Just 3,4 or 5 of these swims back-to-back (on a good day) would be enough to get across the Channel! Michelle and I managed to get from the Golden Gate Bridge to the Islais Creek Channel before Hunter's Point - around Cesar Chavez.
It felt good to get through 3 hours of <54degree water. The Channel should be much warmer :) I think we covered almost 9 miles.
Joel (the nicest man in the world) Lanz, and Mera (your worship) Granberg were the master pilot and feeder respectively. Mera got called up last minute when Joel took the pilot duties from Bobby. Many thanks to them both for making it possible and fun.
[this GPS plot of the swim from Joel's GPS - check back for photos]
We motored up to the Golden Gate Bridge which loomed out of the fog. Having seen a finned beast pass us on the way up, we were rather on edge, until we positively identified it as one of a school of dolphins. There aren't too many sights more beautiful than a school of dolphins swimming fast and porpoising their way through the waves. With the bridge fog horn ringing in our ears, we jumped in to some serious chop, and I for one kept looking back to make sure no container ships had decided to go through the wrong side of the bridge. A few speedboats sped out of the fog to be safely detered away from us by the calmly capable Joel and Mera.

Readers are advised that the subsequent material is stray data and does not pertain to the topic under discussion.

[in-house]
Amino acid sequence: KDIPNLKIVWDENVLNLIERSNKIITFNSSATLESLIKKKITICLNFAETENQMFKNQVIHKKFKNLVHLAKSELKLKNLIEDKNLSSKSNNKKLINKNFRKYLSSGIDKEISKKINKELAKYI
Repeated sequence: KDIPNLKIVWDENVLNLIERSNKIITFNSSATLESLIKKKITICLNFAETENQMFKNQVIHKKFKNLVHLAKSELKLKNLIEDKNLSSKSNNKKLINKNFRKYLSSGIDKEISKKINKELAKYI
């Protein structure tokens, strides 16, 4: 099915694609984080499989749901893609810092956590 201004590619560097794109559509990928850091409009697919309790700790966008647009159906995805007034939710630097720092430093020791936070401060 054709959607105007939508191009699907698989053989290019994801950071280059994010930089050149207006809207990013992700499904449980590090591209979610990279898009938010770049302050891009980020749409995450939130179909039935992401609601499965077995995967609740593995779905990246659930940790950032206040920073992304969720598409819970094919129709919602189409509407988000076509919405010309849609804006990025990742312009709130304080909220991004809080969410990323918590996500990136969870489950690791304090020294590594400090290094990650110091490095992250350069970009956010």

Jumping out at the Golden Gate means that you don't have to interpret the tide tables that are based on currents at the Golden Gate for other locations in the bay. We jumped in at 7.20am shortly after the slack at 06:51, and then enjoyed the building flood, apparently to a 3.6knot max at 0946 (at the GG bridge), of course by then we were down near Hunter's Point, and it felt like it was ebbing slightly.
It took us an hour to the club, and we were feeding every half an hour. Michelle and I were looking nice and pink, which is a much better cold water color than blue, and felt strong. As usual she blasted off, and I strained to keep up, and then I warmed up and lengthened the stroke out a bit. I was experimenting with different breathing patterns to try and share the load on both sides of the body, and there was even the suspicion of a kick from my right leg when I was breathing to the left. A rare sighting indeed.
There was a bit of small boat traffic around the Pier 39 corner, and a few ferries backing around the ferry terminal, but we swept under the bridge without incident, and then seemed to lose the current as we crawled along by the Ball Park and down the shipyards.
Other than a moment when I couldn't find the boat, and it turned out Joel was still by the Bay Bridge seeking relief, the boat was nice and close, and Joel gave us a good line. I still can't work out how to get relief myself while swimming, without floating around for a bit, so I will clearly have to seek counsel from peeing gurus (Sharko?), or put up with feeling bloated on all my swims.
We were taking it fairly easy, and without the foot on the gas, my mind wandered, and I lost focus. We had said we would see what we wanted to do after 3 hours, and when we fed on the stroke of 3 hours down by Cesar Chavez, I suggested we get out having achieved the primary goal. Bet we could have kept going to Candlestick..
Miraculously, neither Michelle or I were shivering in the boat under the blankets, as we motored back to the club. Michelle was very happy after the Candlestick-to-club swim, where she got out a little blue.
Capurro's turned in their usual fine breakfast performance, and I capped off an enjoyable morning with a monster nap.
A great swim, and the high water mark in terms of duration for 2007. I feel a 4 hour swim in the next few weeks would be good.